The Newtown Pentacle

Altissima quaeque flumina minimo sono labi

Archive for the ‘Pickman’ Category

Who can guess…

with one comment

Lords and Ladies, the Second Avenue Subway project…

– photo by Mitch Waxman

Lucky, that’s me.

Persistent, that’s me as well, and I’ve been bugging/begging the MTA to allow me to wave the camera around at the Second Avenue Subway project for quite a little while now. Graciously, they invited me along for a press excursion that occurred on May 21 of this year. The fellow pictured above is Michael Horodniceanu, and he’s the President of Capital Construction for the MTA – the boss.

– photo by Mitch Waxman

There were a sizable number of sharp elbowed reporters in the group, including the former First Lady of NYC, Donna Hanover. She seemed nice.

One made an early decision, based on a hunch that since the presence of my fellow photographers was going to be an integral part of this experience, that I’d make sure to photograph the photographers while they photographed.

from wikipedia

The Second Avenue Subway (officially the IND Second Avenue Line; abbreviated to SAS) is a long-envisioned rapid transit subway line, part of the New York City Subway system. As of 2014, Phase I, a new line between the existing BMT 63rd Street Line and 96th Street and Second Avenue, is under construction beneath Second Avenue in the borough of Manhattan.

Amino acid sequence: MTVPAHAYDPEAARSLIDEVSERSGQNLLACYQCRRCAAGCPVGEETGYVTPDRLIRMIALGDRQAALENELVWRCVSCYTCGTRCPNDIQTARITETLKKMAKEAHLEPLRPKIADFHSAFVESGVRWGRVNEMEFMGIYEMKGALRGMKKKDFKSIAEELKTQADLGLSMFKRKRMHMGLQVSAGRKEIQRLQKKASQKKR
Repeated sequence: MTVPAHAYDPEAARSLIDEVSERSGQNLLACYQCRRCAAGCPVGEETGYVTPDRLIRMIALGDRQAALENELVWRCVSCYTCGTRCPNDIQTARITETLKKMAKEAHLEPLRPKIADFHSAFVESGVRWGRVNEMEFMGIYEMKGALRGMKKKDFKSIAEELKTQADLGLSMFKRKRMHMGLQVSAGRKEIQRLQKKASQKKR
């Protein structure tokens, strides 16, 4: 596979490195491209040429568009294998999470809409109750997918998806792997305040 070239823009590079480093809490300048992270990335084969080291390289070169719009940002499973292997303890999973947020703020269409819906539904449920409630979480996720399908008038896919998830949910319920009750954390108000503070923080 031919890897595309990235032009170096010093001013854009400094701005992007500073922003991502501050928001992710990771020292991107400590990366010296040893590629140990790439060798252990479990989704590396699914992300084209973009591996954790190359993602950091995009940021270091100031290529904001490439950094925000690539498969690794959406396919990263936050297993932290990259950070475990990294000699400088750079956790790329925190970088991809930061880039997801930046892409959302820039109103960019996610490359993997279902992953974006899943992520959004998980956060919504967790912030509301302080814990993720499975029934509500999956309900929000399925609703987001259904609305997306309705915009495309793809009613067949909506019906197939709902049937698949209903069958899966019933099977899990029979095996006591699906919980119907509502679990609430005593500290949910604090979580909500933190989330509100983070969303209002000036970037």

– photo by Mitch Waxman

The whole mob of us followed Michael Horodniceanu deep into the F station at 63rd street, and proceeded down to the lowest of platforms. The MTA folks opened the gates for us, so there was no need to swipe my Metrocard. Score!

– photo by Mitch Waxman

The Second Avenue Subway project entrance was along the F platform, where commuters encounter a plywood partition separating them from the show. A door was opened, and the gaggle of reporters followed Michael Horodniceanu and his cohort of contractors (and assorted MTA folks) through it.

from wikipedia

Lexington Avenue – 63rd Street is a two-level station shared by the IND and BMT 63rd Street Lines of the New York City Subway. Located at the intersection of Lexington Avenue and 63rd Street, it is served by the F train at all times. Downtown and Brooklyn-bound trains use the upper level, and Queens-bound trains use the lower level. The original wall tiles installed in this station were red-orange; currently, there are beige-white wall tiles, which replaced the orange wall tiles because of the construction for the Second Avenue Subway. There are a total of ten escalators, six staircases and two elevators. Two additional staircases between the platform levels are at the eastern end of platforms, past the elevator.